The increase in exposure between last decade and today has coincided with the rate at which we have integrated wireless technologies into our daily lives. Wireless communication technology has no doubt amplified productivity in an incredible way, but it has become so intertwined in all facets of modern life that stepping back from it would be a regression. I spoke with Savanah Greenwald, a junior graphic design major, about how necessary wireless communication technology is for the success of a student.
“It is totally essential. As a student, you have to be constantly up to date with emails and notifications from professors and organizations,” Greenwald said. “A large majority of my coursework requires a computer as well as creating online submissions, making internet connectivity a necessity. I don’t think it’s possible to be a successful student in this day and age without these kinds of technologies.”
It is clear that there is a disparity between people’s perception of the harms of RF radiation; some are so confident of its innocuous nature, they are prepared to erect massive steel towers emitting these frequencies in the children’s schoolyards, while others are so convinced of its harm that they petition their local governments to reverse contracts and chase telecommunication companies out of town. Where does this disconnect stem from?
Harold, who was citing national health organizations to the school board, wasn’t completely off-base in doing so. Agencies such as the FDA maintain that there isn’t a link between radiofrequency radiation levels and human health effects. One report states, “Based on our ongoing evaluation of this issue, the totality of the available scientific evidence continues to not support adverse health effects in humans caused by exposures at or under the current radiofrequency energy exposure limits.”
You may believe that your most obsessive smartphone-addicted friends are living testaments to the fact that there aren’t any overtly adverse health effects — besides maybe those psychological aspects.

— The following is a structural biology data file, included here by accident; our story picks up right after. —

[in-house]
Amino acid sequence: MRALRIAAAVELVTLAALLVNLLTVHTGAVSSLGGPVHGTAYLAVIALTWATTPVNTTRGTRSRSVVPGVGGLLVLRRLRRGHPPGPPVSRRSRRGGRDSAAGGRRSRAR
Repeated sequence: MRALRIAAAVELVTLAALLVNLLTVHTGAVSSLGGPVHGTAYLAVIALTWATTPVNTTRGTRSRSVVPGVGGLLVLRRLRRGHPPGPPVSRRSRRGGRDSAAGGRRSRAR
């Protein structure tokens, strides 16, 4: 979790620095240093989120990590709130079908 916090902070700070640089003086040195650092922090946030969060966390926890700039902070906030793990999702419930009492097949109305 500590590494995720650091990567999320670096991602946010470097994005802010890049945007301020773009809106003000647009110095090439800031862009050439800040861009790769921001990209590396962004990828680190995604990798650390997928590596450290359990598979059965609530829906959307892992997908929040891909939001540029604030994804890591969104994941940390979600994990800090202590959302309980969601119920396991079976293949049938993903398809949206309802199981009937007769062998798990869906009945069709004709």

Dr. Devra Davis, MPH and founder of the Environmental Health Trust, argues that we cannot discredit the potential health ramifications of RF exposure. Davis states that analyses that try to prove RF’s innocuity by pointing to a lack in the increase of cancer may be jumping the gun.
This fails to consider latency; the time that elapses between initial exposure and the diagnosis of cancer.
“It would be unreasonable to expect to see any general population effect from such phone use in such a short period of time. Scientists know that brain cancer can take a decade or longer to develop in adults,” Davis said. “In the case of the Hiroshima bombing that ended World War Two, brain cancers associated with that one-time massive exposure to radiation did not become evident until forty years later.”
This would make sense as to why a clear link to an increase in cancer isn’t distinguishable in the general population. If Johansson’s calculations are correct and we are typically experiencing electromagnetic radiation exposure on a scale of one quintillion times greater than we did in the previous decade, the ramifications are potentially something we have yet to see.
Even if one disregards the concerns around latency, recently published scientific papers are beginning to show the link between the increase in mobile phone use and cancer.
A recent study published by the Journal of Environmental and Public Health in June of 2018 showed that the occurrence of a malignant brain tumor called glioblastoma, or GBM, has more than doubled in patients of all ages from 1995-2015 in England. This is a significant and unprecedented rise of which many researchers point to the use of cell phones as being a contributing factor because of the time frame; 1995-2015 is when the use of cell phones skyrocketed. Occurrences of malignant brain tumors aren't only increasing drastically in the U.K.; studies done in the U.S. and in Sweden have also shown that there are statistically significant increases in GBM in around those same time spans.
GBM is most commonly found in the temporal lobes— the portion of the brain directly beside where one would hold their cell phone.
Another factor that might create doubt in the hearts of individuals who disbelieve that RF radiation actually has the potential to be “that bad” is the fact that there aren’t any government protections against its limitless proliferation. Surely, if something posed as great of a risk as the sources that I am citing claim, an informed governmental body would take the steps to protect its citizens from what might pan out to be a significant health problem.